Kuan Tai Chen in Action

Several years before the martial arts film craze erupted in the U.S. in the early seventies, Chinese action films classified as wuxia, a combination of sword fighting and martial arts in a period setting featuring noble anti-heroes, were already dominating the Hong Kong film industry. The masterminds behind this new trend were Runme and Runde Shaw, who had initially founded the Tianyi Film Company in Shanghai with their brother Runje in 1925. Once they opened their Hong Kong movie studio in 1958, the two Shaw Brothers begin to produce box-office hits like the 1962 historical drama The Magnificent Concubine. Then, the unexpected success of The One-Armed Swordsman in 1967 launched a new action genre for the studio and the floodgates were open. One of the best of these latter efforts is The Boxer from Shantung (1972), which was a major hit in China but is not as well known here. Starring martial arts expert Kuan Tai Chen, the film is a spectacular showcase for the charismatic athlete/performer and a wonderful introduction to martial arts movies produced by the Shaw Brothers.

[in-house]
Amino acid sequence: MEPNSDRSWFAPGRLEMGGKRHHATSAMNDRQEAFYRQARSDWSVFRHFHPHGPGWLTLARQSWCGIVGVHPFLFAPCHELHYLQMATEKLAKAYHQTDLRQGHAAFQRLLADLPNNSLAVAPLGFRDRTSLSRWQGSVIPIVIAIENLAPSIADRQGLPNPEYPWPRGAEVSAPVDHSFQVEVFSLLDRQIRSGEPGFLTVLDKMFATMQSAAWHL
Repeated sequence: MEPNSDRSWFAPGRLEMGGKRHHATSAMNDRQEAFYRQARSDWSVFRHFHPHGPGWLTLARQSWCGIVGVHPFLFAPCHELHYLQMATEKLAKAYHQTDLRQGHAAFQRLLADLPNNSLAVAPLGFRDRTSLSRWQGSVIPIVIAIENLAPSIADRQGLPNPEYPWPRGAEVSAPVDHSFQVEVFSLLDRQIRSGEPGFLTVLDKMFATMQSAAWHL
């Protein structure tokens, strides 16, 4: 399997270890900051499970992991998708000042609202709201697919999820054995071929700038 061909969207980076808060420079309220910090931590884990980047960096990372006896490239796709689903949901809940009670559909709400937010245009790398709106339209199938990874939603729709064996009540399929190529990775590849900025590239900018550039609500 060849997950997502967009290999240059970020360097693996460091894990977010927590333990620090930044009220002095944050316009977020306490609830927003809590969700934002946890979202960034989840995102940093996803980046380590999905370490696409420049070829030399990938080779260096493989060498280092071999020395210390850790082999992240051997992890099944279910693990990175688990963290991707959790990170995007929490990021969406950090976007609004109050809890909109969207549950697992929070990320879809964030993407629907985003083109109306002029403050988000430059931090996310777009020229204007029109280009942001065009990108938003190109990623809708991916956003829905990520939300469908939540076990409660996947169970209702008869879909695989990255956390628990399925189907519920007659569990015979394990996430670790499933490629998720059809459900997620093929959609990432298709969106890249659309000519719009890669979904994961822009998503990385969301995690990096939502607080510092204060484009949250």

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Guilty Bystanders

The Japanese film poster for Mikkai aka THE ASSIGNATION (1959), directed by Ko Nakahira.

A young couple are enjoying a romantic rendezvous in a hidden grove at a city park at twilight. It turns out to be an illicit affair. The woman is the married wife of a law professor and her lover is one of his students. Their privacy is interrupted by the arrival of a speeding taxi that crashes into an embankment nearby. Inside the driver is seen struggling with the backseat occupant. It ends badly with the driver murdered and his body dragged into the bushes. The killer flees and the young couple are faced with a dilemma. Should they go to the police and risk exposing their affair or remain silent? This is the pressing issue that drives the narrative of The Assignation (Japanese title: Mikkai, 1959), directed by Ko Nakahira. 

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